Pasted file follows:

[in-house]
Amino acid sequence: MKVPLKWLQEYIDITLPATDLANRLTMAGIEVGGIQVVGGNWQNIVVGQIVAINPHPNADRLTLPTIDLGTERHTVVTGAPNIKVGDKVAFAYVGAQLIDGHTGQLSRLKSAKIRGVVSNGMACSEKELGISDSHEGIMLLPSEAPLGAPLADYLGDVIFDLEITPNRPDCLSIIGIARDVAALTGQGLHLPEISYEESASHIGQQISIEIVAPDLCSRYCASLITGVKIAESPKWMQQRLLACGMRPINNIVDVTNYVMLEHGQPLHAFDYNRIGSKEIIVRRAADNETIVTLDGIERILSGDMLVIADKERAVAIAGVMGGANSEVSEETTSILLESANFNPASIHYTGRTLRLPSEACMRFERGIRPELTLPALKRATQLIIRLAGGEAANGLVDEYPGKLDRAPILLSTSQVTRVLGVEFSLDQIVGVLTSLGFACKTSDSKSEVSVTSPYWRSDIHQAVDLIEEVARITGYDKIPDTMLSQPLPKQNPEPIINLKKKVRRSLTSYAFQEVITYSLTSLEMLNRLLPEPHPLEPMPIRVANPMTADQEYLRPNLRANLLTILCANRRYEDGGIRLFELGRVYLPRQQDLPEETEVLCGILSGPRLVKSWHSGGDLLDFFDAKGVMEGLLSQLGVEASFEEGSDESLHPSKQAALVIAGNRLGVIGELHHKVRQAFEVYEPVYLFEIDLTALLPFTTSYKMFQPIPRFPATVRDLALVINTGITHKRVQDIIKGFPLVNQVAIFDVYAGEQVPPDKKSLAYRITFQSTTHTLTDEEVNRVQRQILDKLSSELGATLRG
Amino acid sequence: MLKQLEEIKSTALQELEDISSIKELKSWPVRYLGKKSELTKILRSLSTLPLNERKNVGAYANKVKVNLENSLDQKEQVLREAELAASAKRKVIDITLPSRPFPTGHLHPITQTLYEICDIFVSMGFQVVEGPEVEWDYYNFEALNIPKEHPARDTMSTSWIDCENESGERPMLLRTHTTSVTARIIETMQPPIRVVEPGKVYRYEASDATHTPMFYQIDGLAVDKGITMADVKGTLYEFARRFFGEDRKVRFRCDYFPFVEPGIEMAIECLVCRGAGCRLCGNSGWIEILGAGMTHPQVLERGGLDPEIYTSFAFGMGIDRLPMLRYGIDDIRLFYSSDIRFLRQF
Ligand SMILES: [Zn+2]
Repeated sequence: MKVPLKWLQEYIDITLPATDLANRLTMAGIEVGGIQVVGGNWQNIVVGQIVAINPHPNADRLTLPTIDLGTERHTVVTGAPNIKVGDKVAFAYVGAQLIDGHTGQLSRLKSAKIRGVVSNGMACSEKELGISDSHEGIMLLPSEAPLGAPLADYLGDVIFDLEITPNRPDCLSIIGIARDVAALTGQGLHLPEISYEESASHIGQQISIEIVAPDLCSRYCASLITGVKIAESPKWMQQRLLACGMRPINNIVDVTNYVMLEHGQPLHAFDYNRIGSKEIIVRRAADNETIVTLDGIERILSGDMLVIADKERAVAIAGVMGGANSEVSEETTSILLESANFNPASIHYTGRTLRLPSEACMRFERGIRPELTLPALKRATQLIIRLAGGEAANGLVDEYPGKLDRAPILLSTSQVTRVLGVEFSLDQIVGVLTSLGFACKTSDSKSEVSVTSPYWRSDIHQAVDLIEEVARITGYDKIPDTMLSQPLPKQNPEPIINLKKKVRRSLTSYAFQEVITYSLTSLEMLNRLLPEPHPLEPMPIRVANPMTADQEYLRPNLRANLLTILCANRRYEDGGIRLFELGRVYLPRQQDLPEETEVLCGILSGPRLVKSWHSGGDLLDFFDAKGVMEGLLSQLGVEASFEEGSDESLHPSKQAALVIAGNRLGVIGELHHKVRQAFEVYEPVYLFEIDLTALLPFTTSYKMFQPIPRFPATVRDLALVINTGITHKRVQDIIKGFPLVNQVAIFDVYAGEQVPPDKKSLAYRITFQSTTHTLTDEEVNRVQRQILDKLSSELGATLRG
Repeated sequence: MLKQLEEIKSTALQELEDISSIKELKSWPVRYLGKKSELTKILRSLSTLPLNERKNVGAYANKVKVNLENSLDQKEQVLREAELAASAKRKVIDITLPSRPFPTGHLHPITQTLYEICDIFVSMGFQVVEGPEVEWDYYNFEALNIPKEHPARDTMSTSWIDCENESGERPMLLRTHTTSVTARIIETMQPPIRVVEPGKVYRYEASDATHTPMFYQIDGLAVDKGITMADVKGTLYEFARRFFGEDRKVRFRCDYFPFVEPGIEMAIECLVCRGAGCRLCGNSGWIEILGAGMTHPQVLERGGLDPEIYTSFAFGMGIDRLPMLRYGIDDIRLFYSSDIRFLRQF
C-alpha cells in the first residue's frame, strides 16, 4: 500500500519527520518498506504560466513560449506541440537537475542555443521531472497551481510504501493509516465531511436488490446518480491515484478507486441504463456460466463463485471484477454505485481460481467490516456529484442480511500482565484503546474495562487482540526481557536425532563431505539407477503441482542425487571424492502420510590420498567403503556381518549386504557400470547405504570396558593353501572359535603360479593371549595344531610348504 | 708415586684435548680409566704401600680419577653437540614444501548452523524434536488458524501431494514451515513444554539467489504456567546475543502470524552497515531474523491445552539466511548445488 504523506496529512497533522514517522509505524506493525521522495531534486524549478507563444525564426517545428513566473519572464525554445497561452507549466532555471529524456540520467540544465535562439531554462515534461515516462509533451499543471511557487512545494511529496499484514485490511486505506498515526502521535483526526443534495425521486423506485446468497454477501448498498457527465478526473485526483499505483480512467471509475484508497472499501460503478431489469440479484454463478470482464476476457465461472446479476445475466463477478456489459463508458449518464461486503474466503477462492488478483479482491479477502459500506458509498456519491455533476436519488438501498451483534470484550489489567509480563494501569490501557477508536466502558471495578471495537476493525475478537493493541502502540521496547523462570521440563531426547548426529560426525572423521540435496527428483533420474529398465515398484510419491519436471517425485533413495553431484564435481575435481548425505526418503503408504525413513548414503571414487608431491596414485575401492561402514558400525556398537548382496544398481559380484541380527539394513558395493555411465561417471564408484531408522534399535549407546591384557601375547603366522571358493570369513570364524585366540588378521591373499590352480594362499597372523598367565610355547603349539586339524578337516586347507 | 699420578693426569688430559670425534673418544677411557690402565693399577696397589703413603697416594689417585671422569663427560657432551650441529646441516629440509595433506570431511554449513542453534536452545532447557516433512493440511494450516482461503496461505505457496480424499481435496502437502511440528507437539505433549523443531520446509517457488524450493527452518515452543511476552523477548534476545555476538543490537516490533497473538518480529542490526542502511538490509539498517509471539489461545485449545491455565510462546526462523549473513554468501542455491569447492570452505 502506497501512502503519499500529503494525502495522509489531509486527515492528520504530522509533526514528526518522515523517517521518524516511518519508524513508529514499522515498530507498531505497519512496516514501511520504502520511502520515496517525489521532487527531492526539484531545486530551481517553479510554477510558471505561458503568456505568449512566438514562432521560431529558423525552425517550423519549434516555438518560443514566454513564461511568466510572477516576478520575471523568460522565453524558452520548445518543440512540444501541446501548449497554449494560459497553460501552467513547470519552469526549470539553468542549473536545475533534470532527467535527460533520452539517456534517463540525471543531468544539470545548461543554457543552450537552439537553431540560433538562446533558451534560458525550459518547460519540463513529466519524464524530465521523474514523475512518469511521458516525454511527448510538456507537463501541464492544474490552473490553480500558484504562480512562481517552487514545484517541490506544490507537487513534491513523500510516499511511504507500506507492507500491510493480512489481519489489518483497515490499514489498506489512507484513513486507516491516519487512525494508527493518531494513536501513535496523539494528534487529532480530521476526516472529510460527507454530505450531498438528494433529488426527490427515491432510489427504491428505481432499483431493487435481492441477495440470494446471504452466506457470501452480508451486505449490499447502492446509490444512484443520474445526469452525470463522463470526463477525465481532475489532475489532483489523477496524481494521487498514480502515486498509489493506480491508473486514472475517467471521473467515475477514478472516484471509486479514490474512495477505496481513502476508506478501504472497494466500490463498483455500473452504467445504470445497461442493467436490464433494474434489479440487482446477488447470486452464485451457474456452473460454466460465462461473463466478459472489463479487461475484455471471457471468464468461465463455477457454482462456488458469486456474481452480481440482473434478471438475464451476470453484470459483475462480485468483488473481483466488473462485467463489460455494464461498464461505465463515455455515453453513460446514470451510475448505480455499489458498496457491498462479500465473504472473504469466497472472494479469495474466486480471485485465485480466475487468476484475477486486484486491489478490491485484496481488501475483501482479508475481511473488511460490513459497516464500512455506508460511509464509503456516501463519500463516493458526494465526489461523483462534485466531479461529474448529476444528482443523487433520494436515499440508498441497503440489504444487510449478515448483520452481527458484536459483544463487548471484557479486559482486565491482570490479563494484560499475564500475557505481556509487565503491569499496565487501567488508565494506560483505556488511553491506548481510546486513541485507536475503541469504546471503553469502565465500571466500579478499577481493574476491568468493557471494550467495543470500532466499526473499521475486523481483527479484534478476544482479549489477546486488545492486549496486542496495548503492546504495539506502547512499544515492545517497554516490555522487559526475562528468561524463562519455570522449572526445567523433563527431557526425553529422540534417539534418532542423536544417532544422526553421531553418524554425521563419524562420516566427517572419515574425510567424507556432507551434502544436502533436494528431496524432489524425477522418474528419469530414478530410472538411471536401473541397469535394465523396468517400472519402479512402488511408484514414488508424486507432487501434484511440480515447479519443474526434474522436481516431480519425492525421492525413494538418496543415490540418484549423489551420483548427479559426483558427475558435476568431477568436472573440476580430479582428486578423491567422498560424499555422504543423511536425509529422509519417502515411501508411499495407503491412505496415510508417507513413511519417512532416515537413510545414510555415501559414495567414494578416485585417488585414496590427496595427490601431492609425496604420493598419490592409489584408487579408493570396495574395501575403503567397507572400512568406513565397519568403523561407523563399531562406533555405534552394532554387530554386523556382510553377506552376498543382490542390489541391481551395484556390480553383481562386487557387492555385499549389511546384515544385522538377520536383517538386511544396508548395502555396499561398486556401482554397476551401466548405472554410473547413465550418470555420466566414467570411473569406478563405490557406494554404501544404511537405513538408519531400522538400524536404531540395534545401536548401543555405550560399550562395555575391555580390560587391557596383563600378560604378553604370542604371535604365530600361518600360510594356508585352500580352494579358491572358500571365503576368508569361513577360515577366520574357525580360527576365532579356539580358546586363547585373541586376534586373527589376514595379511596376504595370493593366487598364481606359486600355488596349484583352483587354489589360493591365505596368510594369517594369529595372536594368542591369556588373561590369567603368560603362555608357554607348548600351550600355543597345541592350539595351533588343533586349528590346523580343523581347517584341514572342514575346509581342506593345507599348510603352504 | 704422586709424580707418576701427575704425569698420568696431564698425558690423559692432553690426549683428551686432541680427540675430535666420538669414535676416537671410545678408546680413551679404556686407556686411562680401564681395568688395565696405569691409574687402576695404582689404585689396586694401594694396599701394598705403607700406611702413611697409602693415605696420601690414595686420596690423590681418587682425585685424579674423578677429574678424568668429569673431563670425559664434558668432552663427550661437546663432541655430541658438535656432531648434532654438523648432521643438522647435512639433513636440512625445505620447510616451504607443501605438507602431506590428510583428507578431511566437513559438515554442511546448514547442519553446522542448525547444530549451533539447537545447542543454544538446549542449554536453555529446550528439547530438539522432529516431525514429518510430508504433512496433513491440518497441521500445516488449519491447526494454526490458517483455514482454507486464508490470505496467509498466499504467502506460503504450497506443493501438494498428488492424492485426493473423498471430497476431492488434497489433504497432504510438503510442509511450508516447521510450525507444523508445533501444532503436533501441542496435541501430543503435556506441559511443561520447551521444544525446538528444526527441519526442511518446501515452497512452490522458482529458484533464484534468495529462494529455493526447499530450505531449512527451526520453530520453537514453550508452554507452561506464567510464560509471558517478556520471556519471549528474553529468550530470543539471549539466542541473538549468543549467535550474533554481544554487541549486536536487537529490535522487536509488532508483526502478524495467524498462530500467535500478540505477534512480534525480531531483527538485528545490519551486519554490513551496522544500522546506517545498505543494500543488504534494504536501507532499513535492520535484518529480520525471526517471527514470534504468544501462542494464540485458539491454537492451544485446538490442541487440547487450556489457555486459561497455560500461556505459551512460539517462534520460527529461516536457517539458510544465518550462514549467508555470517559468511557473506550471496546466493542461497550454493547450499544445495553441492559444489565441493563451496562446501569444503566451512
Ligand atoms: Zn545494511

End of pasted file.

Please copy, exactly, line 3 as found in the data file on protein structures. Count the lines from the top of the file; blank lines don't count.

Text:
Amino acid sequence: MLKQLEEIKSTALQELEDISSIKELKSWPVRYLGKKSELTKILRSLSTLPLNERKNVGAYANKVKVNLENSLDQKEQVLREAELAASAKRKVIDITLPSRPFPTGHLHPITQTLYEICDIFVSMGFQVVEGPEVEWDYYNFEALNIPKEHPARDTMSTSWIDCENESGERPMLLRTHTTSVTARIIETMQPPIRVVEPGKVYRYEASDATHTPMFYQIDGLAVDKGITMADVKGTLYEFARRFFGEDRKVRFRCDYFPFVEPGIEMAIECLVCRGAGCRLCGNSGWIEILGAGMTHPQVLERGGLDPEIYTSFAFGMGIDRLPMLRYGIDDIRLFYSSDIRFLRQF